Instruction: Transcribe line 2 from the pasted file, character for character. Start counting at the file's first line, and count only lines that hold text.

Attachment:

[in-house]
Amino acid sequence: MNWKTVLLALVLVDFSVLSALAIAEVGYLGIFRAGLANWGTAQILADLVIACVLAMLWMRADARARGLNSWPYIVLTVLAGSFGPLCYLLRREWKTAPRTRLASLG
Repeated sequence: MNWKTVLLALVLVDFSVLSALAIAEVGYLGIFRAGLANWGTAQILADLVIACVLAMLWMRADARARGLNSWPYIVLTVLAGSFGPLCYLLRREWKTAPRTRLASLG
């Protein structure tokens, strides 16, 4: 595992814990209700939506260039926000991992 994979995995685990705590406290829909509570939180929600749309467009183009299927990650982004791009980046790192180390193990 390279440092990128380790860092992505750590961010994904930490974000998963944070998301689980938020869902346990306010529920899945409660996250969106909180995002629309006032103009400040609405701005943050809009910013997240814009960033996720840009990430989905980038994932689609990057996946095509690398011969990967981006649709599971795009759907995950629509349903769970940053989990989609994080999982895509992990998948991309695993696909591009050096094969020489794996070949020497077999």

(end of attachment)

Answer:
Amino acid sequence: MNWKTVLLALVLVDFSVLSALAIAEVGYLGIFRAGLANWGTAQILADLVIACVLAMLWMRADARARGLNSWPYIVLTVLAGSFGPLCYLLRREWKTAPRTRLASLG